This was one of the first laws in American history intended to reduce gender discrimination in the workplace. When it was signed into law, President John F. Kennedy acknowledged “much remains to be done to achieve full equality of economic opportunity for women.”
Fifty-seven years later women earn, on average, 82 cents for every dollar earned by their male counterparts, according to the latest U.S. Census data from 2018.
Within that statistic lies a wide range of compensation. On average, Black women earn 62 cents to the dollar compared to white men, Hispanic/Latinx women earn 54 cents, Asian women 90 cents, and Native Americans 57 cents.
Dr. Dana Patterson, director of the Department of Intercultural Affairs at Western North Carolina University, said she believes there are a lot of preconceived notions about what the head of a household looks like, and that this contributes to the pay gap.
“That goes into our whole gender identity and hegemonic masculinity beliefs about what men should have, and what women should be doing and the role they should play in a family. But if we look at recent research and we look at especially Black and Latino families, people will find that women are more and more heading households. So that expectation that women are not in the role of heading households is kind of an assumption that we’re socialized to believe” she said.
Wage gap calculations by the Census Bureau show the ratio of earnings for men and women across all industries, not specific, identical work. This is important to help capture the multitude of factors driving the gender wage gap. Some of these factors include differences in industries, differences in years worked, difference in education levels and differences in hours worked, but also blatant discrimination.
“It is important to note that many of these factors can be directly and indirectly influenced by discrimination based on gender and race or ethnicity,” said Robin Bleiweis at the Center for American Progress. “For example, societal and structural sexism often influences the jobs that women work in, and those same forces mean that women most often take on the majority of the caregiving, housework and other unpaid responsibilities that men do not.”
Patterson says she believes the gap still persists, not because people believe women should be paid less than men, but because in a fast-paced world, people are constantly distracted from the issue.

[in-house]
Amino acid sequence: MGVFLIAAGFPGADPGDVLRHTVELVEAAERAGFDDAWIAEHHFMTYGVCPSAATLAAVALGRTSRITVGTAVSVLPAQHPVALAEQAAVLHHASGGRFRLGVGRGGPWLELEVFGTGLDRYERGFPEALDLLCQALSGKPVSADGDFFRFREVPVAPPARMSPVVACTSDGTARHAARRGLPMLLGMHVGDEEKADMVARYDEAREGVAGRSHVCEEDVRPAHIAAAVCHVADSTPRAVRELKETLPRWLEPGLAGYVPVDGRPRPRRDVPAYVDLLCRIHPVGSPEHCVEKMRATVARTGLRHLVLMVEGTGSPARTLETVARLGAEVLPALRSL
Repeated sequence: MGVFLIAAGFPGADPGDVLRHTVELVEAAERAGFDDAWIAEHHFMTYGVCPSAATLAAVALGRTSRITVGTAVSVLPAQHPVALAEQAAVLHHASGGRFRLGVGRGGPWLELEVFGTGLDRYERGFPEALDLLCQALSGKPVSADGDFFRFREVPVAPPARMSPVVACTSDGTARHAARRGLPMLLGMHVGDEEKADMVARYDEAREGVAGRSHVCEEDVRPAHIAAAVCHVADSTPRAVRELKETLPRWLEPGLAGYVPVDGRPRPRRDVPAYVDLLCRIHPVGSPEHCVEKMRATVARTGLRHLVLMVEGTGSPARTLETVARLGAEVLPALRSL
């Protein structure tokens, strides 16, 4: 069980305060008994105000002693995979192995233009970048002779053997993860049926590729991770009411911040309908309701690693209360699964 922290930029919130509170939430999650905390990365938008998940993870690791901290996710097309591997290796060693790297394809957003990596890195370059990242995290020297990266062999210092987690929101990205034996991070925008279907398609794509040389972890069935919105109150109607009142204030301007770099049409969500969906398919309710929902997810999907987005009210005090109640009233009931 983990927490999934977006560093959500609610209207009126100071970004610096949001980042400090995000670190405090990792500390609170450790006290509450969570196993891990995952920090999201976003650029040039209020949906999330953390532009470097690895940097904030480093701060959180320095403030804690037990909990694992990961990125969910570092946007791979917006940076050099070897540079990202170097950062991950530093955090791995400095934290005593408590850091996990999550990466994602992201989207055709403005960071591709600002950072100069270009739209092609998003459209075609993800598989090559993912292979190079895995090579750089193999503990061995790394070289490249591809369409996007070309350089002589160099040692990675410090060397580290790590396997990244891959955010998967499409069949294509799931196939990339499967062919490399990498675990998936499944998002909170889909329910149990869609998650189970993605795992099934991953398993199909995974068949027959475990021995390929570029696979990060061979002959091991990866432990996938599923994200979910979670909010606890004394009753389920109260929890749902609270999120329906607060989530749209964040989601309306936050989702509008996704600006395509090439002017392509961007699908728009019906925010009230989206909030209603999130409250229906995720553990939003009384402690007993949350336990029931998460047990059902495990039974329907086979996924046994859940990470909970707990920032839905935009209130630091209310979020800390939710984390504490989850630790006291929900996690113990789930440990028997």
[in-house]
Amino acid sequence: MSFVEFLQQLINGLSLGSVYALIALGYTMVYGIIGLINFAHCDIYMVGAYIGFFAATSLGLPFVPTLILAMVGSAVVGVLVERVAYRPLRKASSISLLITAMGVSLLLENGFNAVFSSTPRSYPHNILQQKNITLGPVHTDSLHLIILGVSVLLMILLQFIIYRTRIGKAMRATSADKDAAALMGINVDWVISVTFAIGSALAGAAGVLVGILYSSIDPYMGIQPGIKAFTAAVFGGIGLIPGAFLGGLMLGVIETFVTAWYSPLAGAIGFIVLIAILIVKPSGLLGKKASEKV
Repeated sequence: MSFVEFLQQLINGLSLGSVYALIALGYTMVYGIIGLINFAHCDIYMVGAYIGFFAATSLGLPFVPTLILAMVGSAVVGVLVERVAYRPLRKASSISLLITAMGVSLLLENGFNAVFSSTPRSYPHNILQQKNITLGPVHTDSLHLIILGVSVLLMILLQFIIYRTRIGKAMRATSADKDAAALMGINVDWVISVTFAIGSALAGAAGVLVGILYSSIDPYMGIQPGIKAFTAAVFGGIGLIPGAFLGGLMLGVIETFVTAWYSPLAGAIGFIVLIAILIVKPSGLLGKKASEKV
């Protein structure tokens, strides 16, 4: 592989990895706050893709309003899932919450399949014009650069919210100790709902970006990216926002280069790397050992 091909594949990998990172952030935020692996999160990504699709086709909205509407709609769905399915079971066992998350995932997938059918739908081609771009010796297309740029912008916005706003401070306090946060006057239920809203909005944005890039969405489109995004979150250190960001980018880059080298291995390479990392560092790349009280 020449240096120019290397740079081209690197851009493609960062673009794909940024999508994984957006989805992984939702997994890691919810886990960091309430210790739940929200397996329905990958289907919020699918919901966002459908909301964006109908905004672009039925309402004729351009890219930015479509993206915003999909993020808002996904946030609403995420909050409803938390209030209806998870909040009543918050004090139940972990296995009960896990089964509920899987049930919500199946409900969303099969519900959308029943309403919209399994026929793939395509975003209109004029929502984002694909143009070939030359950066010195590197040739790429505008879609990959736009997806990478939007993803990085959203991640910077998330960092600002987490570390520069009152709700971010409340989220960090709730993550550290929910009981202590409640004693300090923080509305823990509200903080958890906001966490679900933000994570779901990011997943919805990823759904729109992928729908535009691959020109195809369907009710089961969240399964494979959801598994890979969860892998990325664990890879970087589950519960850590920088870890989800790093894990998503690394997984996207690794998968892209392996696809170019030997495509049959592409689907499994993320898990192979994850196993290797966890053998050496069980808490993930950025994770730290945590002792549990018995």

“We’re going to have to address our own gender bias, and what we think about men and women. It even comes down to what we’re seeing right now with the whole Black Lives Matter Movement. To me, it really bears a striking similarity in terms of understanding the phenomenon. It’s like, all work matters, but you have to say right now women’s work matters. You have to elevate that voice and elevate that platform because it’s not being addressed, and because it hasn’t reached a state where real sustainable change is being made in that degree.”
The United Nations Foundation projects that the Coronavirus Pandemic and the ensuing economic fallout will only exacerbate the gender pay gap. According to a UN report, women have seen the majority of employment loss during the pandemic due to their holding the majority of insecure, informal and lower paying jobs.
“I think that a lot of the government policies that have been put in place are looking at more of an equality framework and not an equity framework,” said Patterson. “There were a lot of people who were ‘not haves’ even before a lot of us became ‘not haves’. So, we still have more than the people who were ‘not haves’ before this pandemic happened and before this economic crisis happened. So, if things were to be equitable, then people who had less to begin with would get more support right now. But instead there’s this blanket policy and everyone’s going to get the same thing.”